Nearly all the re-releases of this game are great. PSP is the best overall as it has the refinement from the GBA release with issues like the ATB bug fix along with high quality sprites. The DS/Mobile/PC version 3D is good, but more of a remix with a whole new script and cutscenes along with remixed enemy behaviors. Not suggested for anyone playing the game the first time unlike the old OP would suggest.


    Release years by system:
    1992 – Super Nintendo Entertainment System
    1998 – PlayStation
    2006 – Game Boy Advance (Final Fantasy V Advance)
    2013 – iOS, Android ('Remake' based on GBA)
    2015 – PC (IOS Port)
    Included in the Final Fantasy Collection (1999, PlayStation) and the Final Fantasy Anthology (2002, PlayStation) compilations, as well as the Finest Fantasy For Advance collection (2006, Game Boy Advance)


This Fantasy begins as a wanderer named Bartz investigates a fallen meteor. There, he encounters several characters, one of whom reveals the danger facing the four Crystals that control the world's elements. These Crystals act as a seal on Exdeath, an evil sorcerer. Bartz and his party must keep the Crystals from being exploited by Exdeath's influence and prevent his resurgence.

This is the Final Fantasy that took the Job System which was first introduced in FF3, and kicked it into overdrive. This is mostly due to the addition of a new form of experience, noted as "Ability-Points" (AP). AP was used in order to individually level up and master the various jobs used by the character. Once an ability was learned, it could be equipped as a sub-skill on another class, allowing for tons of "player created" combinations. The freedom and customization allowed by the player on their party was greatly praised.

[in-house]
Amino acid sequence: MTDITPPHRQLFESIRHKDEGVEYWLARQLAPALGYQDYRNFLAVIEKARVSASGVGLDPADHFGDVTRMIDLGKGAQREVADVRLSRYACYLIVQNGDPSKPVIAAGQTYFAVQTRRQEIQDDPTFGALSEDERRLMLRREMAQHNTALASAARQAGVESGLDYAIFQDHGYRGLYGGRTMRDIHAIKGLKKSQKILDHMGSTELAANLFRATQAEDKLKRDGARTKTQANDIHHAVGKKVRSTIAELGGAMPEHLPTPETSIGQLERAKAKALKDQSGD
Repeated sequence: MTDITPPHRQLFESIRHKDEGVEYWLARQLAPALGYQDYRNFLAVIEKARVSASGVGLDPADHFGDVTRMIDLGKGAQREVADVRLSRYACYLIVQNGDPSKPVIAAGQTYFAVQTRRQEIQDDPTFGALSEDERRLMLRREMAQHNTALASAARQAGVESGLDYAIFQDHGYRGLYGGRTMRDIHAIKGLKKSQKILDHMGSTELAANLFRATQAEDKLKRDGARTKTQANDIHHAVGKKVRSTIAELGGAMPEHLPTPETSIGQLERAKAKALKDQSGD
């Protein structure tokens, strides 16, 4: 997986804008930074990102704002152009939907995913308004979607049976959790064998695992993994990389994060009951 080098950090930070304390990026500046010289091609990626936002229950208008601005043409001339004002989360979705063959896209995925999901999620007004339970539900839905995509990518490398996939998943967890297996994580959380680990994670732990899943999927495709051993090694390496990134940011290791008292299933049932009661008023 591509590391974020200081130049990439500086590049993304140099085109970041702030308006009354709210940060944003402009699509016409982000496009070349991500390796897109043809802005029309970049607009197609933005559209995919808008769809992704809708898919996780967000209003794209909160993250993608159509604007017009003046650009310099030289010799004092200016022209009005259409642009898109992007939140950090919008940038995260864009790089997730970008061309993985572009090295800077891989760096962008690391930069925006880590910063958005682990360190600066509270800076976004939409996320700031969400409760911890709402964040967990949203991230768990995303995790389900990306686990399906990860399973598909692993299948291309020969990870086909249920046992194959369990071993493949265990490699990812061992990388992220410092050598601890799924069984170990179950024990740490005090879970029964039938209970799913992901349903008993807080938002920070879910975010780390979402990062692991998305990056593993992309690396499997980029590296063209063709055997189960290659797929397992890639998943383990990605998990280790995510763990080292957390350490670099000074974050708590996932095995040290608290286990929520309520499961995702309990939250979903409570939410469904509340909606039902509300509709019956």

Once again, due to a variety of translation issues and time constraints, this game never saw a proper North American release on the SNES. We had to wait for it to be released later on the Playstation/GBA much later. Incidentally though, FF5 was one of the first games to be fan-translated completely.

If you want to play this game, be warned: the release available on the PSN is typically considered to be something of a subpar product. It suffers from significant load times that don't exist in other versions and a script that wasn't localized all that well. It's worth your while to seek out the GBA version, which works off of a much better-written translation, or the Original SNES version with Fan-Translation Patch. There also exist a patch for the SNES version with the GBA translation that is the best version.

There also a IOS/PC version based on the GBA release with really ugly sprites.


    Release years by system:
    1994 – Super Nintendo Entertainment System
    1999 – PlayStation
    2006 – Game Boy Advance (Final Fantasy VI Advance)
    2014 – iOS, Android ('Remake' based on GBA)
    2015 – PC (Port of IOS)
    Included in the Final Fantasy Collection (1999, PlayStation) and the North American release of the Final Fantasy Anthology (2002, PlayStation) compilations, as well as the Finest Fantasy for Advance collection (2006, Game Boy Advance)


This Fantasy is set in a fantasy world with a technology level equivalent to that of the Second Industrial Revolution, the game's story focuses on a group of rebels as they seek to overthrow an imperial dictatorship. The game features fourteen permanent playable characters, the most of any game in the main series.

It was in this game where Square slowly stepped away from the "high-fantasy" setting, and instead focused on a more "steampunk" aesthetic. The narrative structure was also very different from previous final fantasy's at the time. Instead of focusing on a very linear experience, through the use of flash backs and many optional sub-plots which could be completed in any order, the players were able to create their own non-linear design and really felt as though the story was crafted just for them.